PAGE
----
Thursday, March 29, 2012

Bloater Paste

The term “red herring” gets its name from the supposed use of kippers (pungent split and smoked herring) being used to train hunting dogs to follow a scent by misleading them.

While kippers are associated more with Scotland and the Isle of Man as a powerful emblem of a much-beloved but difficult food, England is home to the bloater (a cured whole herring), specifically in the form of bloater paste.

Eating a kipper requires a great deal of careful expertise in negotiating the lethal froth of needle-like bones, whereas bloater paste is simply smeared inside a sandwich. One would think the paste would have been most likely to survive the culinary softening of the twentieth-century palate, but it didn’t: it fell out of favor with the sandwich-eating public (despite the ubiquitous rise in popularity of the sandwich) and has been discontinued, whereas you can still pick up a pair of kippers for your breakfast at any fishmonger and play a kind of swallowing Russian Roulette.

Bloater paste’s demise was probably due in large part to its name; after all, no-one wants to be reminded what eating too many sandwiches (especially made on today’s yeast-puffed bread) will do to one’s stomach. Along with such antique staples as Mock Turtle Soup and Blancmange, it had its heyday in the Victorian and Edwardian eras, when the usefulness of food that came in cans and bottles preceded that of frozen foods.

People needed pre-packaged foods that would not spoil in part because they travelled more than they ever had. Railways and ships allowed folks to visit distant places and they needed to eat along the way. Specifically, preserved foods were a boon to explorers whose exploits could not have been possible without them. Antarctica, for instance, cannot support life, so everything needed to keep a human going had to be brought in.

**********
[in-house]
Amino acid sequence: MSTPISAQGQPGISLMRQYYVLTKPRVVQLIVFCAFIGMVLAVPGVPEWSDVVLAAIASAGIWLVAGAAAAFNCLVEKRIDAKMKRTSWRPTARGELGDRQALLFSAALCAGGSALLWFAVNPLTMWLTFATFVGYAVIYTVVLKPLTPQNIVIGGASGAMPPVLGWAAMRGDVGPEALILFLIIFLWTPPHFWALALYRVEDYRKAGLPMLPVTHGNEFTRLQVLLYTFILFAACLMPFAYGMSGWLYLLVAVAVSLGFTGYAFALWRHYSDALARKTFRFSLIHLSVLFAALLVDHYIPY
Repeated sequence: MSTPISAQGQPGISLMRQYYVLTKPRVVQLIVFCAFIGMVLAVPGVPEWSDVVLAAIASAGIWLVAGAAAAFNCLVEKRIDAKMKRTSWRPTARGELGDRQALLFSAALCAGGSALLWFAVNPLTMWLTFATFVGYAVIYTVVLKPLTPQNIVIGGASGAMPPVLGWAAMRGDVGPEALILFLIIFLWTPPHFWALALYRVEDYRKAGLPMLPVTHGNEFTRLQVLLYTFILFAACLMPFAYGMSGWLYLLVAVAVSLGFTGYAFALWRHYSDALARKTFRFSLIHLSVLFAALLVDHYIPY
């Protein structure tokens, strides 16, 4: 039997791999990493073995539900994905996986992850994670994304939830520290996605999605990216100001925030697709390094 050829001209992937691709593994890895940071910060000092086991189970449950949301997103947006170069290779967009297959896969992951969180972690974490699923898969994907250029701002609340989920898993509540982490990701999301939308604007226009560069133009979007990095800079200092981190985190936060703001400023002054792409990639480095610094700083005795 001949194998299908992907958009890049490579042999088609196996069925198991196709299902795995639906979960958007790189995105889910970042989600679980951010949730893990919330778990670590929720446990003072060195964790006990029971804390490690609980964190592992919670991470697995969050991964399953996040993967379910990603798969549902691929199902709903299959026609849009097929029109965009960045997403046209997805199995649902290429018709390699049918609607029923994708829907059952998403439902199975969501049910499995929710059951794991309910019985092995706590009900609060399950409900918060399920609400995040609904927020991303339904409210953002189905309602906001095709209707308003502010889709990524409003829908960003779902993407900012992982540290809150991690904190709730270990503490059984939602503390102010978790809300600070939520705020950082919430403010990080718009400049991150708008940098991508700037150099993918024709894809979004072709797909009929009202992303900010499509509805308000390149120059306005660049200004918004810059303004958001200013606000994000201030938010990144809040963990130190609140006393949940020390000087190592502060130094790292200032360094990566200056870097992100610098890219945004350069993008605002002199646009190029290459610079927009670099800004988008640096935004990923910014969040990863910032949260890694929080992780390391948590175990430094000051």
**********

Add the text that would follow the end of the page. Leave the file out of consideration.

From Bowers' list of ship's stores, Terra Nova 1910

For an expedition such as Scott’s attempt on the South Pole, this meant packing for at least three years. The store lists set down by his right-hand man Birdie Bowers reveal massive quantities of foodstuffs that could be found in any Edwardian pantry — including 20 dozen quarts of Bloater Paste. (also: Mock Turtle Soup = 200 ½ lb tins and Blanc Mange Powder = six dozen pints.) For kipper they substituted penguin.

100 years ago today Scott and his party died of cold, but mostly of starvation — because a starving person cannot keep warm. Towards the end his party all dreamed obsessively of food — a subconscious trait the body uses to prod one into seeking it. The kinds of food they gorged themselves on while asleep were comfort foods, as one can imagine. Perhaps they dreamed of bloater paste sandwiches. Perhaps they dreamed of kippers, warm, running with melted butter and lemon juice. Perhaps they chewed their nails or their shoelaces. Perhaps all they saw were red herrings like flags hanging from bamboo poles above insufficient depots on the frozen sea. 
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